The grandson of an Ottoman soldier who lived through the 1948 Nakba continues to live as a refugee in Lebanon.
At that time, amid spreading fear in the region, many people sought refuge, Erdinc Suleyman told Anadolu Agency.
Fearing for their lives, many Palestinians fled to Jordan, Syria, Egypt or Lebanon, he added.
Suleyman's grandfather, Zaki Suleyman, was an Ottoman army medic who performed his military service as an officer in the Palestinian city of Akka.
After completing his military service, Suleyman said, my grandfather decided to stay in Akka, where he opened a medical clinic.
When the Israeli occupiers came to Akka, he recalled, they confiscated his clinic and turned it into the city's new municipal headquarters.
According to Suleyman, Akka's peaceful days ended when British colonial forces invaded the region and Jews began their mass migration, paving the way for the new state of Israel.
Later, upon the expiry of Britain's Palestine Mandate, Zionist gangs began storming Palestinian villages, many of the inhabitants of which were massacred.
Suleyman cited the massacres of Deir Yassin and Kafr Qasim in particular, which, he says, served to bring fear to the region.
At this point, my father sent his family -- including me -- to Lebanon, Suleyman remembers.
Suleyman recalled his father's love of Turkish names, which is why he named his four children Leyla, Sevin, Erdinc and Erdogan.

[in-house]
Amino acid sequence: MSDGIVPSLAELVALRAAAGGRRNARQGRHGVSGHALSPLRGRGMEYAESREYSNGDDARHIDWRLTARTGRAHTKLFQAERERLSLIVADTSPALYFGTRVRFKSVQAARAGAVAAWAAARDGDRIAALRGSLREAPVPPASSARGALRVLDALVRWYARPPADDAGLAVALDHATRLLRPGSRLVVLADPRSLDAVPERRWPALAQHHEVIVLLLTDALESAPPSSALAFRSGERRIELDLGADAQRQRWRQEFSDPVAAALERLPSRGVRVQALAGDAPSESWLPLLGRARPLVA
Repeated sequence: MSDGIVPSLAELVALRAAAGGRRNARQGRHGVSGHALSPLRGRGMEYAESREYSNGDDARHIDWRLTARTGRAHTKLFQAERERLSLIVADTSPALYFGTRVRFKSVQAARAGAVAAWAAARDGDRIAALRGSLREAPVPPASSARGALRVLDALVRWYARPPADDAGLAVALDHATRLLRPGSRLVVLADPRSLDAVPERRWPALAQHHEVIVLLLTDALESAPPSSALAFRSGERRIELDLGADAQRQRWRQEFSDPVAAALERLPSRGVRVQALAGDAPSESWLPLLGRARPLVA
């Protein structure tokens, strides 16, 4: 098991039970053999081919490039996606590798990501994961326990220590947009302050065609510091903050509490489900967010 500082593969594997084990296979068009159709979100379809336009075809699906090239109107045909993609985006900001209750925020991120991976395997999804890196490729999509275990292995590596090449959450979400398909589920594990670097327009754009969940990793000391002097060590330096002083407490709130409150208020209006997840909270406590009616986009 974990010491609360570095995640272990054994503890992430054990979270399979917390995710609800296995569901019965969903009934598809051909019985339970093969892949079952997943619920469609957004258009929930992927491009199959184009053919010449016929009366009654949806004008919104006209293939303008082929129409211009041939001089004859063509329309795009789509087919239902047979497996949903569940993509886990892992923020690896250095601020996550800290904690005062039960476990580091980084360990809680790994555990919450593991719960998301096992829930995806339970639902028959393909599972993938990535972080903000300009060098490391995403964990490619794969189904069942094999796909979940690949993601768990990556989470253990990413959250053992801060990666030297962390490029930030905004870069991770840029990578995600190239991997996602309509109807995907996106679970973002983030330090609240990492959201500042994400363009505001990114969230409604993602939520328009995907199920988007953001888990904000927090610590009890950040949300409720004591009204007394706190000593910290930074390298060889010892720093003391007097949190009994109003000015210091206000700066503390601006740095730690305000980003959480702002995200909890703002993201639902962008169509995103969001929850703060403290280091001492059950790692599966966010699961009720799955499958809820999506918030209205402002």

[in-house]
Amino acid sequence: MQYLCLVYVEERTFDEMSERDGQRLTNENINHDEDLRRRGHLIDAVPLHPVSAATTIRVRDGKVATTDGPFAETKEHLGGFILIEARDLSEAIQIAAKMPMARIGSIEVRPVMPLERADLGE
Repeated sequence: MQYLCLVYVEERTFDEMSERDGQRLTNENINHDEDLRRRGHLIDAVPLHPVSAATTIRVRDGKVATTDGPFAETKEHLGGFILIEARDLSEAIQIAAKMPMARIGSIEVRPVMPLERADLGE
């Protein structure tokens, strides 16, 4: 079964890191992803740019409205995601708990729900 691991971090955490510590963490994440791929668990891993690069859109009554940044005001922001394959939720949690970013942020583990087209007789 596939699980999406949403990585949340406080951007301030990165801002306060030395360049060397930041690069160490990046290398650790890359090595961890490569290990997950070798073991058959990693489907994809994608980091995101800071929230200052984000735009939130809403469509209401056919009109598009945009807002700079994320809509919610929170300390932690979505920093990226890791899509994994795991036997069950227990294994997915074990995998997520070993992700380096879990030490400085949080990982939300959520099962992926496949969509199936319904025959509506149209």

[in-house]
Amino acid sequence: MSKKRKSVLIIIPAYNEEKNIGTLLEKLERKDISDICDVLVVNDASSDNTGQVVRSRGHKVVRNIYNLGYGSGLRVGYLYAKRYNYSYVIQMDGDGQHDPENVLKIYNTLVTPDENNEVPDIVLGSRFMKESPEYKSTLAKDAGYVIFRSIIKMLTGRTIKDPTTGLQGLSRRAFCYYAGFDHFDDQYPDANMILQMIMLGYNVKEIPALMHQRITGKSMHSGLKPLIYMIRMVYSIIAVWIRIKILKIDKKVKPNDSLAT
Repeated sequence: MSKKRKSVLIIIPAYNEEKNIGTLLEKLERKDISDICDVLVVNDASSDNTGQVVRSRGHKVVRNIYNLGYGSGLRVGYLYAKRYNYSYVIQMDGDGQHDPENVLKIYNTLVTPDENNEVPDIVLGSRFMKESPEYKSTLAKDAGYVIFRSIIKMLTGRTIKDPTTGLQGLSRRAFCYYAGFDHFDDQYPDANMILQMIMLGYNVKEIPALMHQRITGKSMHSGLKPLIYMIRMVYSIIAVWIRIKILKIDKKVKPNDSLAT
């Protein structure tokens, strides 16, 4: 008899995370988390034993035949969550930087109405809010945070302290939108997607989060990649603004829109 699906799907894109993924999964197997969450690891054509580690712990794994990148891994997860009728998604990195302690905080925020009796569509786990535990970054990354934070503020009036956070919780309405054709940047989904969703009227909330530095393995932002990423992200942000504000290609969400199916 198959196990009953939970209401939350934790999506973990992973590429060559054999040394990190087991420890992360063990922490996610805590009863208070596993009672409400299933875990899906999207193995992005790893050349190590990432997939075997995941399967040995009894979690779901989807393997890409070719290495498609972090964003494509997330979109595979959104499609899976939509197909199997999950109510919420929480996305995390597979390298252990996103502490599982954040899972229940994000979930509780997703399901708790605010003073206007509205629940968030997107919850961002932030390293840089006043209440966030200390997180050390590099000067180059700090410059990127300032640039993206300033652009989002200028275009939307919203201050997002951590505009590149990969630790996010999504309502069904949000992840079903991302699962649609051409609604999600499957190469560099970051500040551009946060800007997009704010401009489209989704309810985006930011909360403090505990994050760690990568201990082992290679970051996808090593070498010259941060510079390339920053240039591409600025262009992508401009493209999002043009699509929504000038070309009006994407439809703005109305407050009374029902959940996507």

My father brought private tutors for my mother, who didn't speak Arabic, Suleyman said.
He also remembers -- as a child -- meeting Turkey's third president, Celal Bayar, in the 1950s, when the latter visited Lebanon.
A car arrived at our home at night from Turkey's embassy in Beirut, he said. I remember going to the embassy with my mother to see the Turkish president.
Suleyman said that his mother, Bedia, had originally come to Akka by sea from Istanbul.
My father served as customs director at the Akka Port, he said. When the ship carrying my mother arrived, she was greeted with a small welcoming party.
Suleyman also remembers how his mother had wanted her children to learn Turkish, and how she had insisted on teaching the language to him and his siblings.
Suleyman later worked as an English teacher at a university in Lebanon, although he is no longer employed due to his age and health-related problems.
He doesn't want to retire in Lebanon, however, where, he says, Palestinians are deprived of many of their rights.
The Palestine-Israel conflict dates back to 1917 when the British government, in the now-famous Balfour Declaration, called for the establishment in Palestine of a national home for the Jewish people.
According to UN refugee agency UNRWA, more than 1.5 million Palestinians now live in 58 refugee camps across the Middle East.
Source: Anadolu Agency